Warsame, who began his campaign for election in January, said he and his team “had to educate the electorate about civil rights and civic responsibility.”  While many in the community vote in big elections, “they’ve never voted in local elections,” he said. Regardless of what happens in the race, he predicts, Somalis “will continue to vote and become a force within the city.”

Mohamed Hashi, owner of Masha’Allah Restaurant in Cedar Riverside, agreed that he doesn’t usually vote in local elections. But on Nov. 5, he says, he’s not only voting but he also has put up several campaign signs in support of Warsame, who has been a longtime customer. “The neighborhood needs someone like him to represent us,” he said.

Lilligren sees his job as City Council member as listening to community members to make sure city government is meeting their needs. Among his accomplishments, he cites his role with the Midtown Exchange Project in the former Sears building, where he was involved in setting historically high goals for women and minority employment. Lilligren also points to the Midtown Global Market’s opportunities for small entrepreneurs, many of whom come from new and immigrant communities.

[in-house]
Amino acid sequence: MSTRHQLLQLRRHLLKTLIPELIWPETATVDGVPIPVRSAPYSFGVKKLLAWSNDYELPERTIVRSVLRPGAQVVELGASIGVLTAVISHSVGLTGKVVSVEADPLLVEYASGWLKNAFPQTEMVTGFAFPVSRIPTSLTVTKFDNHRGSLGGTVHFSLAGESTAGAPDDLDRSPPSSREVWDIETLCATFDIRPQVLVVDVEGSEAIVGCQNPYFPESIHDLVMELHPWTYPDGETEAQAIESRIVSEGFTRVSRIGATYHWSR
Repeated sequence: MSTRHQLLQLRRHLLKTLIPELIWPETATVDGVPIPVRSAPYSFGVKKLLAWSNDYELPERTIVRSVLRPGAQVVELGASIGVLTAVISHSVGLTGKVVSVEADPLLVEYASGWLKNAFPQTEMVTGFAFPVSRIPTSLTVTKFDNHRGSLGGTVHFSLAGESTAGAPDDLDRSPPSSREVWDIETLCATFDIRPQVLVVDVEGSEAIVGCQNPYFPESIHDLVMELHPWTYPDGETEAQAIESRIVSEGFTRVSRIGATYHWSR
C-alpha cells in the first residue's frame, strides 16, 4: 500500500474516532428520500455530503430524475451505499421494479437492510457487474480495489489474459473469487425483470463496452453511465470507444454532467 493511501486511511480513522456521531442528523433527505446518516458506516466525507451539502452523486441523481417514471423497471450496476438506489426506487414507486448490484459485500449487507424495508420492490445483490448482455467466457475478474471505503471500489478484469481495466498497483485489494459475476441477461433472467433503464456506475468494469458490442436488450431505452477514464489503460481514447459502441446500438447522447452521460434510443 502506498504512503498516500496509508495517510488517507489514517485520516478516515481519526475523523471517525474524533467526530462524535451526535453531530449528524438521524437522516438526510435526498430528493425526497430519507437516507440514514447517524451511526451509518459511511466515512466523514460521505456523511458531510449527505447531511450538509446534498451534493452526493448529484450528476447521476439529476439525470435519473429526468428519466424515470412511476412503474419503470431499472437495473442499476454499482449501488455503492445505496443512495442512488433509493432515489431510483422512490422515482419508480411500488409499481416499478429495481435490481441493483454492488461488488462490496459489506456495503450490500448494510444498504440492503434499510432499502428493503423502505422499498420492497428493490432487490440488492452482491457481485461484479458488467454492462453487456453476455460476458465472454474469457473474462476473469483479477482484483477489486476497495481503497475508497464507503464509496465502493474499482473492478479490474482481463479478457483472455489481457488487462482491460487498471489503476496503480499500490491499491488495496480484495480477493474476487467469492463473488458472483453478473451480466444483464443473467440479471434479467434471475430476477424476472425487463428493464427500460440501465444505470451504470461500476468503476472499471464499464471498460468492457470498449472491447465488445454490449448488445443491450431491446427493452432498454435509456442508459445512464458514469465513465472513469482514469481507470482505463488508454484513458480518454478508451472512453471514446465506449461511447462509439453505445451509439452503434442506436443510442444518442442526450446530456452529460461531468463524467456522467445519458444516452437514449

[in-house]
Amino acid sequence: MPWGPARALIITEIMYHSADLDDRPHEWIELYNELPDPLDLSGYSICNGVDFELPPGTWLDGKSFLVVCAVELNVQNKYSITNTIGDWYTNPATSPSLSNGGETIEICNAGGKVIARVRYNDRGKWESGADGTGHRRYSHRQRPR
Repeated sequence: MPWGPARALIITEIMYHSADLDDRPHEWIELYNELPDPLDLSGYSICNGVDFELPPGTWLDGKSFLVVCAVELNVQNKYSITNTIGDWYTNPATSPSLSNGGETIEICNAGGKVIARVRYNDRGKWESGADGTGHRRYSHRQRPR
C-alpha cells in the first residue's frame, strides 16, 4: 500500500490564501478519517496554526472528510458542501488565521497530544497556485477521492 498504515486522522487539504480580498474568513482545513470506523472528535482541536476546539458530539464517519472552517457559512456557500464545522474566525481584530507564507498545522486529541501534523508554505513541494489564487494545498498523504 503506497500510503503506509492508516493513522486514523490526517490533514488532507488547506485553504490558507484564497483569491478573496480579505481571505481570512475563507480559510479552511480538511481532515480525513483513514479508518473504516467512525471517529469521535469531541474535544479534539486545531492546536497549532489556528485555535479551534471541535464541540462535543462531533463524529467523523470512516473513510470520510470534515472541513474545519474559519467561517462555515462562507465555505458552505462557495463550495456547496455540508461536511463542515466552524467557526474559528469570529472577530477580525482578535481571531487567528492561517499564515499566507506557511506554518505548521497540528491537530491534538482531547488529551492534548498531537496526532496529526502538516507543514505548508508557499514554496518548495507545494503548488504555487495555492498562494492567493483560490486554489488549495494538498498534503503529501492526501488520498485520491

Lilligren (right) says he’s worked specifically with the Somali community on issues such as money wiring when the banks decided to stop allowing money wiring to East Africa. “I worked with the Somali community to make a presentation to the whole city council,” he said. “The community presented to us so we could be better informed in advocating with banks and the federal government.”


Lilligren also said he convened listening sessions between community members and the police in response to a rash of violent crimes and murders in the community. “There were some real necessary relationships that needed to be built between the community and the police department, as well as an understanding of how the legal system worked,” he said.

Nimco Ahmed Xabatulos, a Somali woman who has worked in Lilligren’s office for the past seven years, said Lilligren has been good for the Somali community. “Robert is a strong ally of my community and we need to support our allies,” she said. “It would be a tremendous loss for people of the 6th ward to not have Robert anymore. I believe in change, but when you have someone as good as my boss, why do you need change? It’s not that I don’t want to see a Somali elected — I want to see a council member who can actually represent all people.”